TITLE: Some Lessons from the Ruby Iteration
AUTHOR: Eugene Wallingford
DATE: May 01, 2008 7:11 PM
I am not a web guy. If I intend to teach languages (PHP)
or frameworks (Rails) with the web as their natural home,
I need to do a lot more practice myself. It's too easy
to know how to do something and still not know it well
enough to teach it well. Unexpected results under time
pressure create too much trouble.
yes. This, twenty years after cutting my database teeth
Ruby's dynamic features are so, so nice. Still, I occasionally
find myself wishing for Smalltalk. First love never dies.
Fifteen hours of instruction --
5 weeks at 3 hours per week
-- is plenty of time to teach most or all of the ideas in a
language like bash, PHP, or Ruby. But the instructor still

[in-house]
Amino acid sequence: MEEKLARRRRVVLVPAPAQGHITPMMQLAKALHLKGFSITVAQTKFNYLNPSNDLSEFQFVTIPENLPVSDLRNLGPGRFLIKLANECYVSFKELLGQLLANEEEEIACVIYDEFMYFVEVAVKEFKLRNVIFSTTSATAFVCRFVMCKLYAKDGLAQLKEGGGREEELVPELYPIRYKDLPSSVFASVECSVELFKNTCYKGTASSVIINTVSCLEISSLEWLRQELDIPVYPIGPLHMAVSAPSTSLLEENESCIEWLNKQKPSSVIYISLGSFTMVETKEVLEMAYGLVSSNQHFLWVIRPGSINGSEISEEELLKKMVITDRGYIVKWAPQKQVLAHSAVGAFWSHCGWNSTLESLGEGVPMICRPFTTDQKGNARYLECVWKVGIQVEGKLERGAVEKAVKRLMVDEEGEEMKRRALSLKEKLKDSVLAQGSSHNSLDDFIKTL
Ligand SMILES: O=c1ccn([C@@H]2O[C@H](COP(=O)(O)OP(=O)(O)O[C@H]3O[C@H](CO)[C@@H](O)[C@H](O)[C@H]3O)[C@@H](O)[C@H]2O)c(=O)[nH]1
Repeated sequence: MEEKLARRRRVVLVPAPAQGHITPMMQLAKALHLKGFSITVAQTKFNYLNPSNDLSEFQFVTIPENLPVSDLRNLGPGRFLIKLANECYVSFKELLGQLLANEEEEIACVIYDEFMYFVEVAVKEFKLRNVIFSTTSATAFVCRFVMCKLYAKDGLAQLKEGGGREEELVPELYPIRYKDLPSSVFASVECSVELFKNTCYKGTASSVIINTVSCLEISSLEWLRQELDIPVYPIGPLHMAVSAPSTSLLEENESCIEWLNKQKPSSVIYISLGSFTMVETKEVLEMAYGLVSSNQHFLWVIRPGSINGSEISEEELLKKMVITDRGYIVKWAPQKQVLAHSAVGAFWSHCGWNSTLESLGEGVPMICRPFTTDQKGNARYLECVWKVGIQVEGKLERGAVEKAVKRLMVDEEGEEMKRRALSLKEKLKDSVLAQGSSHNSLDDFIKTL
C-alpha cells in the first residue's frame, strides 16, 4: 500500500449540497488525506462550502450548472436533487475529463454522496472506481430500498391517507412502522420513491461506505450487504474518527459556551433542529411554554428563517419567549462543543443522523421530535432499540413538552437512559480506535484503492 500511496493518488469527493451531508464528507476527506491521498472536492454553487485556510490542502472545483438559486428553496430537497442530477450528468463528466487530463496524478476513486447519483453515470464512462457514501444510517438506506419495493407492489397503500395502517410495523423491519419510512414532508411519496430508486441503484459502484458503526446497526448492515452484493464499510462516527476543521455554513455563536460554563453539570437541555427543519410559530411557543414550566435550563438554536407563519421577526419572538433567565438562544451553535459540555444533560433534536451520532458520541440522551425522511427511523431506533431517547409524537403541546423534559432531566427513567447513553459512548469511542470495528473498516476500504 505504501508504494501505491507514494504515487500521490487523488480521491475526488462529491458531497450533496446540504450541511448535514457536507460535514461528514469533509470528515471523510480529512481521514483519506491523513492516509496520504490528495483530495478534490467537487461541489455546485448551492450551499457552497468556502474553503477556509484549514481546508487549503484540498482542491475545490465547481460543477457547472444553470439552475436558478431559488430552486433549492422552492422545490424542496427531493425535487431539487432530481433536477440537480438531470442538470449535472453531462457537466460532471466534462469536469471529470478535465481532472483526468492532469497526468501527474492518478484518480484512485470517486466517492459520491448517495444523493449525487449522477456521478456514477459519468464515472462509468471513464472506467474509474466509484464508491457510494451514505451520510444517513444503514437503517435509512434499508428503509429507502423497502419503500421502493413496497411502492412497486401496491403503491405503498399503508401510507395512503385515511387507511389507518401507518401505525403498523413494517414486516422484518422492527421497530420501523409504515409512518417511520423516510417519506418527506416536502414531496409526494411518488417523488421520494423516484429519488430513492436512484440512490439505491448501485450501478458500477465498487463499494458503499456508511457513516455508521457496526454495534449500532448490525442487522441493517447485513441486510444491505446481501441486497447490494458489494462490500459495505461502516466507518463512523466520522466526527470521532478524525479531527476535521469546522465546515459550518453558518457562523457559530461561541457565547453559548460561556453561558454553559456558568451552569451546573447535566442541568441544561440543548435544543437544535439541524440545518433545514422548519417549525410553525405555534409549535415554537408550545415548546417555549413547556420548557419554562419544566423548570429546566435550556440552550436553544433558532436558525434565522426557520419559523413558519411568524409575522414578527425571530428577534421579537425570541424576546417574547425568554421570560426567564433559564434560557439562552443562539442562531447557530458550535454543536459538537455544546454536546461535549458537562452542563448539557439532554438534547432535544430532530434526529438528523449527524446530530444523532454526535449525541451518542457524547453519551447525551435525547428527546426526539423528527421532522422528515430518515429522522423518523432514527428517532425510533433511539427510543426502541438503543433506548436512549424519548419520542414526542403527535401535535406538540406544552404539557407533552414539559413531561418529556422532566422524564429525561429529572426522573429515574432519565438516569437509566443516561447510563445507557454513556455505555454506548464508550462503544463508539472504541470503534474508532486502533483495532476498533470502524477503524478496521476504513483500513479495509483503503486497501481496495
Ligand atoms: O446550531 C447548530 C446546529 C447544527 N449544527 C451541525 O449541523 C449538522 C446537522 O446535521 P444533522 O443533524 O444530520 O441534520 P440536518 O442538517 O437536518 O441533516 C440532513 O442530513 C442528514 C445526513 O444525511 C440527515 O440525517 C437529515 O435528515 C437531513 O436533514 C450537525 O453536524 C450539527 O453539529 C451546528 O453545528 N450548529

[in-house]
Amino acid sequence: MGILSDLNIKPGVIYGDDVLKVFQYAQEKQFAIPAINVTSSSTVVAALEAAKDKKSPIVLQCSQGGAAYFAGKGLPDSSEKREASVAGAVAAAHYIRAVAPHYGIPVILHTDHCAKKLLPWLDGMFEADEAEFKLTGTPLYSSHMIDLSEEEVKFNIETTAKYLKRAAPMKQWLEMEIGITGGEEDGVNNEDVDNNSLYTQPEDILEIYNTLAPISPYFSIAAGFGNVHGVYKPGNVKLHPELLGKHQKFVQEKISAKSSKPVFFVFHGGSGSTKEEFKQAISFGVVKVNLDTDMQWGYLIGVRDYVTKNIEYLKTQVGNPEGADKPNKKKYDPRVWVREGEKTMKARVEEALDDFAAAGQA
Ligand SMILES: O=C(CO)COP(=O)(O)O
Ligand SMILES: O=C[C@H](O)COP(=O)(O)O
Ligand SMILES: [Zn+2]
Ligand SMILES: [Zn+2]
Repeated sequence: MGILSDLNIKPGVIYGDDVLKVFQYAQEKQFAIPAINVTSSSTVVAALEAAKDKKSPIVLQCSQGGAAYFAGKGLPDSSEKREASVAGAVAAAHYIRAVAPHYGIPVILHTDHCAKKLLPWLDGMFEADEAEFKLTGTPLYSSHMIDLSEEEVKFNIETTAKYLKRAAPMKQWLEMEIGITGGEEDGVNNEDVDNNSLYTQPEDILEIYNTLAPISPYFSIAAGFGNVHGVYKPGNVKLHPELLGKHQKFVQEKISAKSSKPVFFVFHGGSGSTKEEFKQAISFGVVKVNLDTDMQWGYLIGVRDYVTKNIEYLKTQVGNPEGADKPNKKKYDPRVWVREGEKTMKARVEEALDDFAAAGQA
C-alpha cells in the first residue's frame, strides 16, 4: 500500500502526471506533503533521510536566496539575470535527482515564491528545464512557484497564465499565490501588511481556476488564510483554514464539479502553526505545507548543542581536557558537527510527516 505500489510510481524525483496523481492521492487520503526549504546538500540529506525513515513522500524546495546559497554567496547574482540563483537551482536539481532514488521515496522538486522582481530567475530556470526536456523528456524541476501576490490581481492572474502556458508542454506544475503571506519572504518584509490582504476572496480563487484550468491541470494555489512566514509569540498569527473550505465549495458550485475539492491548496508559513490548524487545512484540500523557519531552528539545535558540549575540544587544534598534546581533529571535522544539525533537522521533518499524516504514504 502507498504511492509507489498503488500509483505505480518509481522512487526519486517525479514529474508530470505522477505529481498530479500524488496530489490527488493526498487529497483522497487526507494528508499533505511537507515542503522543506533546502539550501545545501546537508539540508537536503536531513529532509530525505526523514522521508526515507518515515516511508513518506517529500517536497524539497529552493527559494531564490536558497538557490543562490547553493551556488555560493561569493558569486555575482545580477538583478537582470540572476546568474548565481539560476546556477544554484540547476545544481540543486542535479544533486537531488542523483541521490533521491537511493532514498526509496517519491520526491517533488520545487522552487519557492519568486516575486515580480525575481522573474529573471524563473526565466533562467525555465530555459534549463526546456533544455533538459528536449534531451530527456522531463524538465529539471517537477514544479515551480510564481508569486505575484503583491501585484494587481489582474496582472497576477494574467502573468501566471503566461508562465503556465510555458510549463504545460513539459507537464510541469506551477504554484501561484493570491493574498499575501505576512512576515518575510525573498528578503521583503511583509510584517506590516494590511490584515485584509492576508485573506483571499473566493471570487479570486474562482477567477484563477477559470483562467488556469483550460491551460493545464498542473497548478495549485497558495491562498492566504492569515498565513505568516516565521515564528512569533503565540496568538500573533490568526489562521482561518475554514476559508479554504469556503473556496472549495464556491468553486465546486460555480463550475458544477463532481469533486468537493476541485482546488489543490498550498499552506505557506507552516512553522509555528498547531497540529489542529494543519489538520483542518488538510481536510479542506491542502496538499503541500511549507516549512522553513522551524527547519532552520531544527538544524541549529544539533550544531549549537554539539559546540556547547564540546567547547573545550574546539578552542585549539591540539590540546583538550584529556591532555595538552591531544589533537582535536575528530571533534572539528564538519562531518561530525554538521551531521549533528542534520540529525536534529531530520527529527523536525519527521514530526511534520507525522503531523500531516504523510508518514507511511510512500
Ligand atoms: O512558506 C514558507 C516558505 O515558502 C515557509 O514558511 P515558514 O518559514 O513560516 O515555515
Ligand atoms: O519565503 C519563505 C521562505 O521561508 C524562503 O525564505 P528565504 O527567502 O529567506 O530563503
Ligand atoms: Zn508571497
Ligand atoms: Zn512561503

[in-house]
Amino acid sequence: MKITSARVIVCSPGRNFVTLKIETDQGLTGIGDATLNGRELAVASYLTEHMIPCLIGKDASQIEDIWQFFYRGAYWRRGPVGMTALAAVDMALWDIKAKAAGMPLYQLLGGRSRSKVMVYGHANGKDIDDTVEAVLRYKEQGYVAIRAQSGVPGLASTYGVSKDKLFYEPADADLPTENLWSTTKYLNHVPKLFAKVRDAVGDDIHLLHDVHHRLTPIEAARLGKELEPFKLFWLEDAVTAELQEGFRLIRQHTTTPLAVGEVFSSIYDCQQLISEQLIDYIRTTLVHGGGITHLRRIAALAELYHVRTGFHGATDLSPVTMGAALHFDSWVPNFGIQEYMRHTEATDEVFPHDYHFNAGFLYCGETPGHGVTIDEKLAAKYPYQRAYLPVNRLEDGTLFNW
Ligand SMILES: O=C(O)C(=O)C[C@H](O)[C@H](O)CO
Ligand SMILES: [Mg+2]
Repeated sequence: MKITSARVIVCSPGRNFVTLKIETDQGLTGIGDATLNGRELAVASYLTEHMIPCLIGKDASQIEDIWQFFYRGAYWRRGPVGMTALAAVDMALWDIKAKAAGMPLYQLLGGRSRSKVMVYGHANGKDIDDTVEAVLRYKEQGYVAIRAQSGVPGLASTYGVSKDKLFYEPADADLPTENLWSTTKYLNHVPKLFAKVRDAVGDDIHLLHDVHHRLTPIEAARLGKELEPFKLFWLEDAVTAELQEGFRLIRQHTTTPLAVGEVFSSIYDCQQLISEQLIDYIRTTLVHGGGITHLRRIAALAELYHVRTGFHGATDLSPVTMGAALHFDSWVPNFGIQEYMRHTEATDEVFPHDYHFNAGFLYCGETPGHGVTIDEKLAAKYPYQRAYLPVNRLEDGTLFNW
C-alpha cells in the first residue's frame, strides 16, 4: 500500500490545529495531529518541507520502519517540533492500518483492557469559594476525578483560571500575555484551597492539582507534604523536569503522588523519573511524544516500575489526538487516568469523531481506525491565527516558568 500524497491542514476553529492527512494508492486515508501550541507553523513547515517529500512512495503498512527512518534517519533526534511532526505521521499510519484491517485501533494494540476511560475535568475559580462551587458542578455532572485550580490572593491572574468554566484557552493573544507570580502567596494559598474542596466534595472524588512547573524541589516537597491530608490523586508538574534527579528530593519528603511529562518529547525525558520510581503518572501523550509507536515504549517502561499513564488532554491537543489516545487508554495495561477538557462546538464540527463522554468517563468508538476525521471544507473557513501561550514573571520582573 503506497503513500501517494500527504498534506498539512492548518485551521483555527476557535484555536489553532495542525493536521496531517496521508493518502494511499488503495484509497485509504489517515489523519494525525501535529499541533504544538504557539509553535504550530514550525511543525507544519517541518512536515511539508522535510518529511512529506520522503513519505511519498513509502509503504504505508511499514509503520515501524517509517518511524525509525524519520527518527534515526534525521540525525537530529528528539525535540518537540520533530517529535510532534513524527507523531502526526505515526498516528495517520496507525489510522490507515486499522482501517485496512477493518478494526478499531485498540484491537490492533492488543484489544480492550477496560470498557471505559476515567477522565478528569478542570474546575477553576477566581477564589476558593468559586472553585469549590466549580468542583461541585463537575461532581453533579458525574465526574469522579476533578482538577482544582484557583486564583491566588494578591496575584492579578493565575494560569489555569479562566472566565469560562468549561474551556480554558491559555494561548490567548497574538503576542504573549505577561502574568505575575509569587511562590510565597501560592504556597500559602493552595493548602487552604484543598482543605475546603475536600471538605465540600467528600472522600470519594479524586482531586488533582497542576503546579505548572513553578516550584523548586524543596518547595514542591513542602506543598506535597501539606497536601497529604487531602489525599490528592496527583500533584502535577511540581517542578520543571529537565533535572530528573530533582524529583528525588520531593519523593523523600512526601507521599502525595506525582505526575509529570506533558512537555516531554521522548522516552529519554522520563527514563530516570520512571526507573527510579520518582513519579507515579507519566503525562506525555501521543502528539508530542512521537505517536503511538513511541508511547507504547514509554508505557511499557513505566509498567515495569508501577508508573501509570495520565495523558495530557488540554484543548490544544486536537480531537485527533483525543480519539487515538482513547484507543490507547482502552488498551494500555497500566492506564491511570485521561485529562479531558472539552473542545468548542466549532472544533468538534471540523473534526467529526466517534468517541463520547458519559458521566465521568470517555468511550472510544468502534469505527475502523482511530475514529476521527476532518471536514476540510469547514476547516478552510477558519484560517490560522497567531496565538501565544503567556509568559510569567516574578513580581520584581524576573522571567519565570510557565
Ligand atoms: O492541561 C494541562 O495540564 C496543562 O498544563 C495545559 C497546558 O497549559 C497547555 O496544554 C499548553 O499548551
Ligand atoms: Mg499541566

needs to select specific examples and parts of the class
library carefully. It's too easy to start down a path of
"Now look at this [class, method, primitive]..."
When I succeeded in selecting carefully, I suffered from
persistent omitter's resource. "But I wish I could have
Sometimes that is what students wanted to see. But
most of the time they can figure that out. What they
want is some insight. What insight could I have shared had
I covered that instead of this?
If you want to know what students want, ask them. Easy to
say, hard to do unless I slow down occasionally to reflect.
Practice, practice, practice.
That's where students learn. It's also where students who
don't learn don't learn.
Oh, and professor: That "Practice,
practice" thing -- it applies to you, too. You'll remember
just how much fun programming can be.